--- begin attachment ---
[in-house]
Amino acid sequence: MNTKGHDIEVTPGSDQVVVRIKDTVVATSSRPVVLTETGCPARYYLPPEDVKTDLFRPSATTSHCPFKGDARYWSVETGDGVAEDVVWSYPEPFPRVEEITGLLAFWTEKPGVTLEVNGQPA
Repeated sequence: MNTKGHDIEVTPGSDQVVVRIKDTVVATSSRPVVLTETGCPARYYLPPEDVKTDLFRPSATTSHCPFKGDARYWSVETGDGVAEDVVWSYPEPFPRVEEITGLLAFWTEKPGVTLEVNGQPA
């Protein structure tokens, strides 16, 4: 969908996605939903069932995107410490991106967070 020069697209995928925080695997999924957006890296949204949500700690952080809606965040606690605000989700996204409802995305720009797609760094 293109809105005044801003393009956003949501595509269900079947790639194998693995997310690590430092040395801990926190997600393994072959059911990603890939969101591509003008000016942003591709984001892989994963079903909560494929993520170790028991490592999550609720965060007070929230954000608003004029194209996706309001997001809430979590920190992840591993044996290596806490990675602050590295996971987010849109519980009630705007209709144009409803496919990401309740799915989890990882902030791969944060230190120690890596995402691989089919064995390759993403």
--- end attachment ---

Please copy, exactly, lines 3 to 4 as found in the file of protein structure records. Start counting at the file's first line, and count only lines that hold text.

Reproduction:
Repeated sequence: MNTKGHDIEVTPGSDQVVVRIKDTVVATSSRPVVLTETGCPARYYLPPEDVKTDLFRPSATTSHCPFKGDARYWSVETGDGVAEDVVWSYPEPFPRVEEITGLLAFWTEKPGVTLEVNGQPA
């Protein structure tokens, strides 16, 4: 969908996605939903069932995107410490991106967070 020069697209995928925080695997999924957006890296949204949500700690952080809606965040606690605000989700996204409802995305720009797609760094 293109809105005044801003393009956003949501595509269900079947790639194998693995997310690590430092040395801990926190997600393994072959059911990603890939969101591509003008000016942003591709984001892989994963079903909560494929993520170790028991490592999550609720965060007070929230954000608003004029194209996706309001997001809430979590920190992840591993044996290596806490990675602050590295996971987010849109519980009630705007209709144009409803496919990401309740799915989890990882902030791969944060230190120690890596995402691989089919064995390759993403």